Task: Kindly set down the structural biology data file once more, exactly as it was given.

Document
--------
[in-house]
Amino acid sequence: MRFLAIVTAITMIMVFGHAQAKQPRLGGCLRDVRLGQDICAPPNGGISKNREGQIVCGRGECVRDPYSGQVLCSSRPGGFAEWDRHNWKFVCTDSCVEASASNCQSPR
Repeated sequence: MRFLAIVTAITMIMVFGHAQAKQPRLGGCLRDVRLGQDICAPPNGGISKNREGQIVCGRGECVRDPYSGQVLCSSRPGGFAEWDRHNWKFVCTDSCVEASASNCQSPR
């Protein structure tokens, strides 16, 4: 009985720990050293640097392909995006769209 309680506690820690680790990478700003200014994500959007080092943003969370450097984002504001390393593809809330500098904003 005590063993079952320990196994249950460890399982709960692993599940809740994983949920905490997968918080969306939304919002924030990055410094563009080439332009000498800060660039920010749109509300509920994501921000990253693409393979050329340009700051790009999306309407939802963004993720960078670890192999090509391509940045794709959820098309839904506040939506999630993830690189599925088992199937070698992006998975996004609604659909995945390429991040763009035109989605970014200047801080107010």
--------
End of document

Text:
[in-house]
Amino acid sequence: MRFLAIVTAITMIMVFGHAQAKQPRLGGCLRDVRLGQDICAPPNGGISKNREGQIVCGRGECVRDPYSGQVLCSSRPGGFAEWDRHNWKFVCTDSCVEASASNCQSPR
Repeated sequence: MRFLAIVTAITMIMVFGHAQAKQPRLGGCLRDVRLGQDICAPPNGGISKNREGQIVCGRGECVRDPYSGQVLCSSRPGGFAEWDRHNWKFVCTDSCVEASASNCQSPR
């Protein structure tokens, strides 16, 4: 009985720990050293640097392909995006769209 309680506690820690680790990478700003200014994500959007080092943003969370450097984002504001390393593809809330500098904003 005590063993079952320990196994249950460890399982709960692993599940809740994983949920905490997968918080969306939304919002924030990055410094563009080439332009000498800060660039920010749109509300509920994501921000990253693409393979050329340009700051790009999306309407939802963004993720960078670890192999090509391509940045794709959820098309839904506040939506999630993830690189599925088992199937070698992006998975996004609604659909995945390429991040763009035109989605970014200047801080107010």